There are two situations in which a public entity or a public accommodation may request that a disabled person remove his or her service animal from the premises. The first is when “(t)he animal is out of control and the animal’s handler does not take effective action to control it.” Regulations require that:

[a] service animal shall be under the control of its handler. A service animal shall have a harness, leash, or other tether, unless either the handler is unable because of a disability to use a harness, leash, or other tether, or the use of a harness, leash, or other tether would interfere with the service animal‘s safe, effective performance of work or tasks, in which case the service animal must be otherwise under the handler’s control (e.g., voice control, signals, or other effective means).

The second situation in which a service animal may be legally excluded is when “(t)he animal is not housebroken.”

A public entity that legally excludes a service animal must give the disabled person “the opportunity to participate in the service, program, or activity without having the service animal on the premises.” If a public accommodation properly excludes a service animal, it is required to “give the individual with a disability the opportunity to obtain goods, services, and accommodations without having the service animal on the premises.”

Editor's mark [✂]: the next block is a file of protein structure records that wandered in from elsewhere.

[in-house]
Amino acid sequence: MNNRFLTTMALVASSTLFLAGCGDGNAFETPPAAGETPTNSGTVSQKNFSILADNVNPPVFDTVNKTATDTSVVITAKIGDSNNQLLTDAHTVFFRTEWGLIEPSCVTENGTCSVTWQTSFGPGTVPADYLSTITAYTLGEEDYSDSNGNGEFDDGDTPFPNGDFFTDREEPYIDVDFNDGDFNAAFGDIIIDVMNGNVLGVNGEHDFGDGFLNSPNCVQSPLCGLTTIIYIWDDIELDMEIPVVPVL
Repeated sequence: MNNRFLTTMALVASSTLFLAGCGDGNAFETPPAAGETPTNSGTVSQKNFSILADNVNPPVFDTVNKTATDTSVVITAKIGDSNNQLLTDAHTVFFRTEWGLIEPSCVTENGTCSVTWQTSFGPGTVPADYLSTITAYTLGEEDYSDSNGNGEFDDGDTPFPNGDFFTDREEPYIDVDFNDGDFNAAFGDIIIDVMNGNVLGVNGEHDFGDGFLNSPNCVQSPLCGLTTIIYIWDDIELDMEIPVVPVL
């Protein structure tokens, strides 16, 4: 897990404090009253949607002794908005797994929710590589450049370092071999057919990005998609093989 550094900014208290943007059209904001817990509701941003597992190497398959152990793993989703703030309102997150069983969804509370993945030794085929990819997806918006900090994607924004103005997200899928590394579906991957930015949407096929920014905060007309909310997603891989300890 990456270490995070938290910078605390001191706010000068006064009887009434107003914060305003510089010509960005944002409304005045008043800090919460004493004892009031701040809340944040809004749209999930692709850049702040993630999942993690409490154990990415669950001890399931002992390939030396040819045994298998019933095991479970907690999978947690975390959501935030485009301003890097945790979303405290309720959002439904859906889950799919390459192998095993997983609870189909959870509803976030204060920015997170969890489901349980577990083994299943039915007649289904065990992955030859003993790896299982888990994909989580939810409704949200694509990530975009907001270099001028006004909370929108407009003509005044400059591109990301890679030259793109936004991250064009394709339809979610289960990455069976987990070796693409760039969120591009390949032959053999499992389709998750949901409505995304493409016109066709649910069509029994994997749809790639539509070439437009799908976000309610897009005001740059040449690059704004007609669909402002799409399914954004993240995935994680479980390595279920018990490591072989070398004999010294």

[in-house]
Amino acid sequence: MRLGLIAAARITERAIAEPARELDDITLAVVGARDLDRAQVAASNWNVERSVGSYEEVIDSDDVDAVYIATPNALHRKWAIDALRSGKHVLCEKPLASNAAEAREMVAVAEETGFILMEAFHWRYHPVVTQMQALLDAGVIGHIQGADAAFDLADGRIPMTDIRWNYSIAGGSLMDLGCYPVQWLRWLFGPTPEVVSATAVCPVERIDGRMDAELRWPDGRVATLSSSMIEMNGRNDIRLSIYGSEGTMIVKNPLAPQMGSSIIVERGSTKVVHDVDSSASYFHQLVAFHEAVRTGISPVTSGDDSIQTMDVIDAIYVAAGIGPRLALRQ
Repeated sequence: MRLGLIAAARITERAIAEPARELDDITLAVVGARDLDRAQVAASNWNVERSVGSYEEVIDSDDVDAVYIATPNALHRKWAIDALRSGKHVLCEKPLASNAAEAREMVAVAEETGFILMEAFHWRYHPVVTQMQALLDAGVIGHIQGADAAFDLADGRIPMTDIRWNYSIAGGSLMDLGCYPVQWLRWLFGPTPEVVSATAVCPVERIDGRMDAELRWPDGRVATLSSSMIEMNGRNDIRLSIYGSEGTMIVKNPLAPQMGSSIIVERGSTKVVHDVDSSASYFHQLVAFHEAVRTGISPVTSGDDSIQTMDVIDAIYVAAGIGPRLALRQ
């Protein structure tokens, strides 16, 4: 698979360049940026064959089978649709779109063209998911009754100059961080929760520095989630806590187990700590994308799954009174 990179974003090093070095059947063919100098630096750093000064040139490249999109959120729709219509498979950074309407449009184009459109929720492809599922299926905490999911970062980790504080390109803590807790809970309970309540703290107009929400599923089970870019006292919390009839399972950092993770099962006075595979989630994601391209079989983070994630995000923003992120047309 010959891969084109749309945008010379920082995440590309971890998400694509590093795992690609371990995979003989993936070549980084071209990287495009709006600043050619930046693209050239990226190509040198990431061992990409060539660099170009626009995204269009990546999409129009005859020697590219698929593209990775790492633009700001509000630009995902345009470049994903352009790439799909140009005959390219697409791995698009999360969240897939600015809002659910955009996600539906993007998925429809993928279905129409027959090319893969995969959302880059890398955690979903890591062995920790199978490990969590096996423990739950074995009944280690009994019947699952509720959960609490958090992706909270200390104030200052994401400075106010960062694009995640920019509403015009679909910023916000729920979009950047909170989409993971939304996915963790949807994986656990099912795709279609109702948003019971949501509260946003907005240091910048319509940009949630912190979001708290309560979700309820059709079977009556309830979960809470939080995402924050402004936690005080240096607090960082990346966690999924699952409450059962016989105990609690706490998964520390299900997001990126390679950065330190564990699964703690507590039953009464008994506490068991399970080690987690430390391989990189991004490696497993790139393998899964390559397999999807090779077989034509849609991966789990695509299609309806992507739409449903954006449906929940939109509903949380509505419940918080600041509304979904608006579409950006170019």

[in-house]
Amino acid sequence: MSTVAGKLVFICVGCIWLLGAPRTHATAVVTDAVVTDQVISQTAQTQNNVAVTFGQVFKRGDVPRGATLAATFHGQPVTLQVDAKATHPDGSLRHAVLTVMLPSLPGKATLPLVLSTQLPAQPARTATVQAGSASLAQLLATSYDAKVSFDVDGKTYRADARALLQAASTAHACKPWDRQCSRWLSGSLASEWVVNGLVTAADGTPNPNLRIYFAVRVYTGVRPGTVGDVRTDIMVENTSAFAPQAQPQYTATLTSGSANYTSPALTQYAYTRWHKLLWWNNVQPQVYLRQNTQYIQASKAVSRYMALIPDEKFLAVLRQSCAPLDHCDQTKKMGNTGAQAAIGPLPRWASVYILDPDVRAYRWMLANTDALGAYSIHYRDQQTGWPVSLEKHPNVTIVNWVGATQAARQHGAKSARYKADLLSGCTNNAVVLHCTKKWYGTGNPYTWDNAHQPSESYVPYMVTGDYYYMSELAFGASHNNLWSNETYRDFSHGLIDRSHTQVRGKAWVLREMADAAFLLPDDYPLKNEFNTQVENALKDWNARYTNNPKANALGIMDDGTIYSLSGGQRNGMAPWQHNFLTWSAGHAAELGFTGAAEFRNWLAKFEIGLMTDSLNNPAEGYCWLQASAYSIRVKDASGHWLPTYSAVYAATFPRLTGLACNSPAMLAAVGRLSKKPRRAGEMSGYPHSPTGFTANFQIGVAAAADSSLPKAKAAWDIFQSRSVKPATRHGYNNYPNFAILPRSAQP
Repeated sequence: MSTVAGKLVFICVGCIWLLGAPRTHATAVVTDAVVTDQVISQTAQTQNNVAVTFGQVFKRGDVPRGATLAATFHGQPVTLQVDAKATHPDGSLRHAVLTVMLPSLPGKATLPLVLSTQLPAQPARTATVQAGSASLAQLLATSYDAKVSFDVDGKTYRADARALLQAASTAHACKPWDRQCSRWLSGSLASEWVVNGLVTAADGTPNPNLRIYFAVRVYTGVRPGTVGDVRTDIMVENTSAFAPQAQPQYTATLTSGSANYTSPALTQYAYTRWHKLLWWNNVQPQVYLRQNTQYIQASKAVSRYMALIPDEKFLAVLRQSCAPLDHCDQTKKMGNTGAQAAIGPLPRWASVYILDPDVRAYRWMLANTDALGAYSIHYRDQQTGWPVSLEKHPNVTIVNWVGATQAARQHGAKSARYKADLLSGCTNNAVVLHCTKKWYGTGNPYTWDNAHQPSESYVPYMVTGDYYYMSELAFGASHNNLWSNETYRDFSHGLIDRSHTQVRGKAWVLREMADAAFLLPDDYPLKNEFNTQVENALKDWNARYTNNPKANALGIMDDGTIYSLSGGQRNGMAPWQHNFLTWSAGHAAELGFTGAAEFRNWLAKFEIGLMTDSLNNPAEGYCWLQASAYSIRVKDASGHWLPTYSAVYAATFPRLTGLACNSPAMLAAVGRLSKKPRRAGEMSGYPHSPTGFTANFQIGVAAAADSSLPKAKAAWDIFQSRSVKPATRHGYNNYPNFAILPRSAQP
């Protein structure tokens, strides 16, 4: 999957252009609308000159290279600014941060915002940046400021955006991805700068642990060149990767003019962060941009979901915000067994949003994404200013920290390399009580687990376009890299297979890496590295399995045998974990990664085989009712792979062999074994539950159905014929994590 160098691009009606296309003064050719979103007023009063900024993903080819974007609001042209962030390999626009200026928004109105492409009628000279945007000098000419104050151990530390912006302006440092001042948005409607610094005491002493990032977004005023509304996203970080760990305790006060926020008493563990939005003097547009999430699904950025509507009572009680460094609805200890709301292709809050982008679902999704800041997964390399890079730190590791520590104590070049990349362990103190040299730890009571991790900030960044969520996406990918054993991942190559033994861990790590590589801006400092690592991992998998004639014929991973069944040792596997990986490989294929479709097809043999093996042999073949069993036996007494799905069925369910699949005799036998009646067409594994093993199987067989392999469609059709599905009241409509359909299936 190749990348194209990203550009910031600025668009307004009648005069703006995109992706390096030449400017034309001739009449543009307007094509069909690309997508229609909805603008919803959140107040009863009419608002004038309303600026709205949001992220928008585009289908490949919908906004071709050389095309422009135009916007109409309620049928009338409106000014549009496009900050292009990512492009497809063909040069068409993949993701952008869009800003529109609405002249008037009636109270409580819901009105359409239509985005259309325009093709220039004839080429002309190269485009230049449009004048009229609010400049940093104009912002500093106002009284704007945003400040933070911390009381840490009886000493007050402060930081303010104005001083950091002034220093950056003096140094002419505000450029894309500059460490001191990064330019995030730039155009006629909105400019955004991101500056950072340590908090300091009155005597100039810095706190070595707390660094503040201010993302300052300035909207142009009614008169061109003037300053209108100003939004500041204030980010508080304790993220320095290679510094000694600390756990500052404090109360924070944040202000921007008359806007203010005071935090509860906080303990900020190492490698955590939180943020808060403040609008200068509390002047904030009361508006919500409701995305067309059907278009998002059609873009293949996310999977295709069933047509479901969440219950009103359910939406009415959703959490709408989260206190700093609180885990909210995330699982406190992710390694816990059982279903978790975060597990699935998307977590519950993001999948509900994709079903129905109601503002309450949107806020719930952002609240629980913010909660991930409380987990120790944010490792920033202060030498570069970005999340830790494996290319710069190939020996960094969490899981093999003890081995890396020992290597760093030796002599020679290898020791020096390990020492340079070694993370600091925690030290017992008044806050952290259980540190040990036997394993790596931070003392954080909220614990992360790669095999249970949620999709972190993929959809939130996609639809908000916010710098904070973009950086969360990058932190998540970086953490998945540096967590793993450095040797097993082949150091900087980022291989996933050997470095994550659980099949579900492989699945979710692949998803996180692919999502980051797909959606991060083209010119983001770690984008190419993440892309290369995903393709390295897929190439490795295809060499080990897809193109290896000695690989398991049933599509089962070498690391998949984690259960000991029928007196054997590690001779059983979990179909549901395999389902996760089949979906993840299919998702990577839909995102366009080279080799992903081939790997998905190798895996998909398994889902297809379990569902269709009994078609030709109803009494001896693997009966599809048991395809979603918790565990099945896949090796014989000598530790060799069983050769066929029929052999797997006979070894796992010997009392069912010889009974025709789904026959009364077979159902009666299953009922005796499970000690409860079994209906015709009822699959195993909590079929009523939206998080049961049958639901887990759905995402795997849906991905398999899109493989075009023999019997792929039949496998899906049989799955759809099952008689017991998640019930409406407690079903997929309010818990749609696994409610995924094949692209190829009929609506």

If a person with a service dog believes he or she has been discriminated against in violation of the ADA, he or she may file a complaint with the U.S. Department of Justice or file a federal lawsuit.

Other federal statutes, such as the Fair Housing Act and the Air Carrier Access Act, and state law also apply to service animals. The rules and regulations, starting with the definition of a service animal, are not universal or consistent, contributing to the confusion regarding the correct response to service animals. Please look for future articles exploring some of the other rules regarding service animals. We are going to keep working to improve animal welfare and serving as a voice for the animals through advocacy. Together, we can continue to make a difference in animals’ lives.

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Photo credit: Provisionshots, Pexels